'The Music Man' brings good old-fashioned fun to the Red House

Review: The Red House's production of 'The Music Man' suffers from the small space but is a triumph overall thanks to a talented cast.

There’s little new to be done with The Music Man. The 1957 Broadway classic is as uncontroversial as apple pie and as populist as Frank Capra.

That said, there’s a lot of charm in its wholesome story of a con man redeemed by love and a small town lit up by the excitement he brings. It’s a natural fit for community theaters that can cast and stage it well. The Red House’s production only gets about halfway there on both counts, but that can’t totally negate the musical’s strengths.

Photo: Teri Dobrzynski, courtesy of the Red House Arts Center
Professor Harold Hill (Josh Rodriguez) explains himself to Winthrop (Kai Gesek) and Marian (Caitlyn Oenbrink).

The show takes place in the summer of 1912, as con man “professor” Harold Hill (Josh Rodriguez) makes a living selling expensive band instruments and uniforms to parents for a boys’ band, then skips town before they realize “he can’t tell one note from another.”

Hill arrives in River City, Iowa, where he meets some opposition in local piano teacher and librarian Marian Paroo (Caitlyn Oenbrink). But when she sees how Hill’s actions bring the town together and her shy brother Winthrop (Kai Gesek) out of his shell, she too is charmed by him. So much so, that she has reservations about exposing him for the fraud he is.

The production gets off to a rough start with its rendition of “Rock Island,” an energetic song which requires fast-talking actors to keep up the pace. Only a few of the performers are up to task, so the song feels strangely off-rhythm.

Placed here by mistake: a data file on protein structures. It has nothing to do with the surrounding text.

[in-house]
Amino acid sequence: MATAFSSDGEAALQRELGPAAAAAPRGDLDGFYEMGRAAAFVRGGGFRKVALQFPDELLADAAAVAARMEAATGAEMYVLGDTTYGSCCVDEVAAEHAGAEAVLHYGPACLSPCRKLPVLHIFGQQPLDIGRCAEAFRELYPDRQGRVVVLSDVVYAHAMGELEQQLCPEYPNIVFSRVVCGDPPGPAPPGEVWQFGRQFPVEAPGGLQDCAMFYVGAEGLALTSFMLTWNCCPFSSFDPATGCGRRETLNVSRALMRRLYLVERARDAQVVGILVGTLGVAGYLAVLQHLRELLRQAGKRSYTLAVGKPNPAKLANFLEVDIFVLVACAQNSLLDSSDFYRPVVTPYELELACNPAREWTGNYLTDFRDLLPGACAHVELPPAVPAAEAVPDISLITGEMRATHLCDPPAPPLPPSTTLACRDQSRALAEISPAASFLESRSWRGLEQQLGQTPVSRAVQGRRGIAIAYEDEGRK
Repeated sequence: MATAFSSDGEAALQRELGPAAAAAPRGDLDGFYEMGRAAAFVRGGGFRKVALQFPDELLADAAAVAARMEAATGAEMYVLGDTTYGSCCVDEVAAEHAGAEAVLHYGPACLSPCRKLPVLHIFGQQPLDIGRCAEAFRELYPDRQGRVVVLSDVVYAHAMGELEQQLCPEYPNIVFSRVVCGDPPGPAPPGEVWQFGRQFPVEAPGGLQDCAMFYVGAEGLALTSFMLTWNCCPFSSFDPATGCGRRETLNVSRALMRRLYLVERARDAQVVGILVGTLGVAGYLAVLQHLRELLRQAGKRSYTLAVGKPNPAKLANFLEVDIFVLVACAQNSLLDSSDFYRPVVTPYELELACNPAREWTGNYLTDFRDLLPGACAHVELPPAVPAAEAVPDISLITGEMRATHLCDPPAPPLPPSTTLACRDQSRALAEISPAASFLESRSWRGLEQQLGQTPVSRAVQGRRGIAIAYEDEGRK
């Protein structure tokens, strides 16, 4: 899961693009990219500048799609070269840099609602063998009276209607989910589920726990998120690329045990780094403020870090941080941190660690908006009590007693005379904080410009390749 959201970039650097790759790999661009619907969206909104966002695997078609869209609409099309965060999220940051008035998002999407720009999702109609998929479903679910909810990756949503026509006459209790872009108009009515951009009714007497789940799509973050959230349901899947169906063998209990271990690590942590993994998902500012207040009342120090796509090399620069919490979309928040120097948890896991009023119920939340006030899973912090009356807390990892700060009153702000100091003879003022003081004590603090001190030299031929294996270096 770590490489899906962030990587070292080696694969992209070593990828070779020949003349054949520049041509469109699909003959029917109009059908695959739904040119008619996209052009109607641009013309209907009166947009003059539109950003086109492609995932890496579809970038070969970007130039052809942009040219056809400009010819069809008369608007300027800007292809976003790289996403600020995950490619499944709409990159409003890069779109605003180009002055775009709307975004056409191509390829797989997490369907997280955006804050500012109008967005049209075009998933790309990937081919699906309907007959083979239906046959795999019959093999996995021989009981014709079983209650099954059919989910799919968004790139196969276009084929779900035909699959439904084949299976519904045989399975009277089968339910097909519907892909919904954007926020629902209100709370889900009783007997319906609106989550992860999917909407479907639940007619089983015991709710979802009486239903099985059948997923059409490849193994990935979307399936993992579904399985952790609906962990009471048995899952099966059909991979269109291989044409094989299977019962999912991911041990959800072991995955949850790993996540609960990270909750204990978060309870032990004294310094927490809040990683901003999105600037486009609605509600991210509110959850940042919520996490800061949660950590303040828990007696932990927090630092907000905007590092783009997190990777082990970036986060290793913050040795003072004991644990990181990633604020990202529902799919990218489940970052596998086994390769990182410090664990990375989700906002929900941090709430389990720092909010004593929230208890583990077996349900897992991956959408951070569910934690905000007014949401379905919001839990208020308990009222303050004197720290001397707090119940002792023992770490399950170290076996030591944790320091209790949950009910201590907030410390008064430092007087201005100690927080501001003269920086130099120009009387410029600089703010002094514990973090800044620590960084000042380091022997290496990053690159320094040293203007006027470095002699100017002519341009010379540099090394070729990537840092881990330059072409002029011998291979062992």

This is a problem that persists throughout a number of the more sprightly songs (“Ya Got Trouble,” “Pick-a-Little, Talk-a-Little.”)The cast is more suited to driving standards like “76 Trombones” and “The Wells Fargo Wagon,” where the ensemble carries the melodies beautifully.

But those numbers have their own troubles. The Music Man is a great piece of spectacle, but it needs the proper arena for that spectacle. The Red House is a wonderful venue for some shows, but the space is too small for a large show like The Music Man.

Some of director Stephen Svoboda’s blocking is lively, but more often the town feels undersized and cramped. A scene of angry townspeople chasing after Hill seems particularly off, with characters racing back and forth across the space in what feels like a bad Benny Hill homage.

The Music Man also calls for scenes of characters marching triumphantly. A small space would benefit from truncating some of those moments, but instead Svoboda and company make the ensemble march in place with fixed smiles, which gives a creepy effect more attuned to David Lynch than Norman Rockwell.

The choreography is more confident when set in interior scenes. During “Marian the Librarian,” Hill tries to pick up Marian in the library, has a funny series of bits including a ladder and a book Hill constantly threatens to throw to the ground and disturb the peace.

The big dance number, “Shipoopi,” gives a nice showcase for Stephfond Brunson’s rascally charms as Marcellus, as well as Brunson and Andrea Colabufo’s choreography. There’s a bizarre tonal disjunction between the funk arrangement of the song and the rest of the show, but that’s mitigated by the chance it gives for the ethnically diverse cast to show their talents.

As Hill, Rodriguez is fine, if a bit too nice to play a cad. He fares better than most of the adult male cast members other than Brunson, including a mannered Dan Tursi as the pompous Mayor Shinn and an overblown Trevor Hill as Hill’s rival Charlie.

The younger performers are by-and-large strong, from Jamaal Wade as the confident Tommy Djilas to Kai Gesek as the self-conscious Winthrop. Nancy O’Connor is especially good as Amaryllis, the young girl who harbors a crush on Winthrop.

The show is at its best with the ladies. Syracuse BFA acting graduate Tamar Smithers is very funny as the mayor’s gossipy queen bee of a wife Eulalie, as is Kathy Egloff as Marian’s mother.

But the real highlight of the show is Caitlyn Oenbrink, at once astute and totally disarming as Marian. For The Music Man to work, one must believe Hill could fall for Marian and go from huckster to hero. Oenbrink has that quality, and that’s more than enough to power through the show’s occasional missteps.

The Music Man plays through Dec. 21. Tickets are $30 or $20 for members. Student rush tickets are available for $15 beginning one hour before each performance, given that there are still seats available. Rush tickets are also available online in advance for all Wednesday and Thursday performances.

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